Bob Dylan memoir reveals unwilling counterculture icon
US folk legend Bob Dylan reveals in his long-awaited memoir that contrary to his renowned image as an icon of 1960's counterculture, he was in fact an unwilling rebel who dreamt of a simple nine-to-five existence.
The excerpts are published in Newsweek magazine which hits newsstands Monday, along with a rare interview with the singer from an unidentified Midwest motel room.
The 63-year-old singer who drew thousands to see him perform on stage during the era's Woodstock counterculture festivals appears on the cover of the weekly magazine wearing a pearl-colored cowboy hat and sporting a pencil-thin moustache.
The excerpts are likely to surprise, if not shock many Dylan loyalists.
"The world was absurd ... I had very little in common with and knew even less about a generation that I was supposed to be the voice of," Dylan says.
"I was fantasizing about a nine-to-five existence, a house on a tree-lined block with a white picket fence, pink roses in the backyard.
"Roadmaps to our homstead must have been posted in all fifty state for gangs of dropouts and druggies.
"I wanted to set fire to these people," Dylan recollects, saying the hordes of fans who turned up at his family home in Woodstock and walked over his roof or tried to break-in drove him and his family to seek refuge in New York.
Although the memoir presents Dylan as an unwilling son of the 60's, Newsweek reports it is thin on landmarks in the singer's life.
"His famous 1966 motorcycle accident gets a single sentence, and there's nothing about his 1977 divorce, his 1978 conversion to evangelical Christianity or the origin and the making of such masterworks as 'Blood on the Tracks' (1975), 'Slow Train Coming' (1979), 'Infidels' (1983)," according to the magazine.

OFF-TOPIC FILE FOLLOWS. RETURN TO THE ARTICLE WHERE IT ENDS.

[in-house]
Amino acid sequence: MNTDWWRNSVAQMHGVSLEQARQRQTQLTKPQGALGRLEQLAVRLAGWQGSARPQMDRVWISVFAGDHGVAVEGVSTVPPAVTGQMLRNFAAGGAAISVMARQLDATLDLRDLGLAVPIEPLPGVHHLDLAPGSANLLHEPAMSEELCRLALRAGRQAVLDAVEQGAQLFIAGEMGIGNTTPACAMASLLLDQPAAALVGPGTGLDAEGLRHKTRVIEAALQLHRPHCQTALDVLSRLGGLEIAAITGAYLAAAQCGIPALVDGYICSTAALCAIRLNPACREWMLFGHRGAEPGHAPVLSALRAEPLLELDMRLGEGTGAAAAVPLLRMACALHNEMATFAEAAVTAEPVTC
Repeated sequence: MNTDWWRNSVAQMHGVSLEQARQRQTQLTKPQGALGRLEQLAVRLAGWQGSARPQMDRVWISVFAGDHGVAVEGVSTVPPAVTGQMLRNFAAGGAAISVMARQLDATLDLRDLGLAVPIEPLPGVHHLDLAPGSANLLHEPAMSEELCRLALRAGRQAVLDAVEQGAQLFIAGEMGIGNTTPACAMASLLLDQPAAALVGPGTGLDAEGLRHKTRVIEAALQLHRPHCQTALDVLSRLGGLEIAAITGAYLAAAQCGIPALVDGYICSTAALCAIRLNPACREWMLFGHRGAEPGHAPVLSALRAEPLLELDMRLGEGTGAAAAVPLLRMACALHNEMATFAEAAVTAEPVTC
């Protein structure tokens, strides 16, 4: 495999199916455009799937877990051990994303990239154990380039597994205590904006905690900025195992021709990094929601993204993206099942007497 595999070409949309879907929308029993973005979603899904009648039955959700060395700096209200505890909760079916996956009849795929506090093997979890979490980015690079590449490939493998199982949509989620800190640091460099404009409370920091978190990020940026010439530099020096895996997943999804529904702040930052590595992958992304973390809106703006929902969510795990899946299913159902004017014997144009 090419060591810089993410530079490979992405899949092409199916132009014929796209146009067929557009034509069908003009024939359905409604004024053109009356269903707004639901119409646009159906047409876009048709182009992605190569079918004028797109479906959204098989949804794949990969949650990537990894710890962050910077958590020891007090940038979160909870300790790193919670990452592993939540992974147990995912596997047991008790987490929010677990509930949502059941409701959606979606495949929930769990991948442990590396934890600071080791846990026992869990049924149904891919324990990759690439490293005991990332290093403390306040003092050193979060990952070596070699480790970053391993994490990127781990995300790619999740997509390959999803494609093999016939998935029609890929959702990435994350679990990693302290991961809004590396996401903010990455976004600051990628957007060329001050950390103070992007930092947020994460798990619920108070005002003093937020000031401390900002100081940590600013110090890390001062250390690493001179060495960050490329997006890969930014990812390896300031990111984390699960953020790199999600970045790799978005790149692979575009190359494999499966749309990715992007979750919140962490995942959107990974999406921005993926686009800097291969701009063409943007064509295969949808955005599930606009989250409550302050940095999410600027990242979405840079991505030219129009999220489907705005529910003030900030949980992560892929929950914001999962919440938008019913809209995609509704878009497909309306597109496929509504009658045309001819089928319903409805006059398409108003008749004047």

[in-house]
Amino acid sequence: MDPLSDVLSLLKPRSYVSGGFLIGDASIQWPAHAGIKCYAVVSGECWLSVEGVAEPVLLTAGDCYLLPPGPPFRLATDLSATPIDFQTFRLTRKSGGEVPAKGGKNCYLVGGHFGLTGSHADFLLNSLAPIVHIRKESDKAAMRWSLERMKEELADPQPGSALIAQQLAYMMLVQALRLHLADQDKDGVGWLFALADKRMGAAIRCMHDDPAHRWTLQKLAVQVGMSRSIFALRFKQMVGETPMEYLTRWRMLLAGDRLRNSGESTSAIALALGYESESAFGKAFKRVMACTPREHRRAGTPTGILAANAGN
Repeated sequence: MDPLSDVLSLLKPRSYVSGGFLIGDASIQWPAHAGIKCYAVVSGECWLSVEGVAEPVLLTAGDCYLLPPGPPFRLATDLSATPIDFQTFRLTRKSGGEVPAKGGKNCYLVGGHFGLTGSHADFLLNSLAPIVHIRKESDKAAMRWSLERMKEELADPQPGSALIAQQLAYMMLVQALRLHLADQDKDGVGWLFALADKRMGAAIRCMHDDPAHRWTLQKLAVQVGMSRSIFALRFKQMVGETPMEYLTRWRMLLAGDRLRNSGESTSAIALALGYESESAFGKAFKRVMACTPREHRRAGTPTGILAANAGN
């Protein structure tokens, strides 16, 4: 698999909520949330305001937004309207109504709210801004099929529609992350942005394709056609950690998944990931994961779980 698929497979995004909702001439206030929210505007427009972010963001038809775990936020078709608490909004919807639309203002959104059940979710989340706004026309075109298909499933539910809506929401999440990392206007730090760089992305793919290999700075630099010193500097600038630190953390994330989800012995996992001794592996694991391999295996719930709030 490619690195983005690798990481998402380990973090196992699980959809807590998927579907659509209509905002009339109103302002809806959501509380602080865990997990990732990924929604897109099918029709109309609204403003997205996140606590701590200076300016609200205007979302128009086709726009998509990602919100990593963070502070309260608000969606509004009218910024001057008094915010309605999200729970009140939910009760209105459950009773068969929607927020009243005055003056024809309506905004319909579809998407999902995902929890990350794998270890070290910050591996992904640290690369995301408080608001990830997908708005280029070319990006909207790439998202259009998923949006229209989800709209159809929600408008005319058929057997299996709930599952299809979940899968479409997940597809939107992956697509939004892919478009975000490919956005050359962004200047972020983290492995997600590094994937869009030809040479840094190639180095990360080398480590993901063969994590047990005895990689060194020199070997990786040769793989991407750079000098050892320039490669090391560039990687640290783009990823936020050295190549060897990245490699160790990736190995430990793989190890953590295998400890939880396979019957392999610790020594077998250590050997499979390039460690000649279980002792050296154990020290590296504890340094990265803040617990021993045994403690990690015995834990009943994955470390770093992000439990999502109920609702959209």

Dylan says he felt like a mannequin in a shop window as the 60s roared past.
He says his family were the most important part of his life and that "even the horrifying news items of the day, the gunning down of the Kennedys, King, Malcolm X ... I didn't see them as leaders being shot down, but rather as fathers whose families had been left wounded."
And he blamed his anointment as "the Big Bubba of Rebellion, High Priest of Protest, the Czar of Dissent," largely on the press who labelled him as the spokesman for a generation.
"The big bugs in the press kept promoting me as the mouthpiece, spokesman, or even conscience of a generation. I felt like a piece of meat that someone had thrown to the dogs," he said.
"I had very little in common with and knew even less about a generation that I was supposed to be the voice of," Dylan claims.
He acknowledges that his lyrics "struck nerves that had never been struck before," but said he grated at the way his songs' "meanings (were) subverted into polemics."
As time passed and the 60's receded into the 1970's and then the 1980's, Dylan said he found happiness and inner peace.
"In my real life I got to do the things that I love the best ... Little League games, birthday parties, taking my kids to school, camping trips, boating, rafting, canoeing, fishing ... I was living on record royalties."
Dylan's memoir, "Chronicles," will be released by Simon and Schuster publisher David Rosenthal.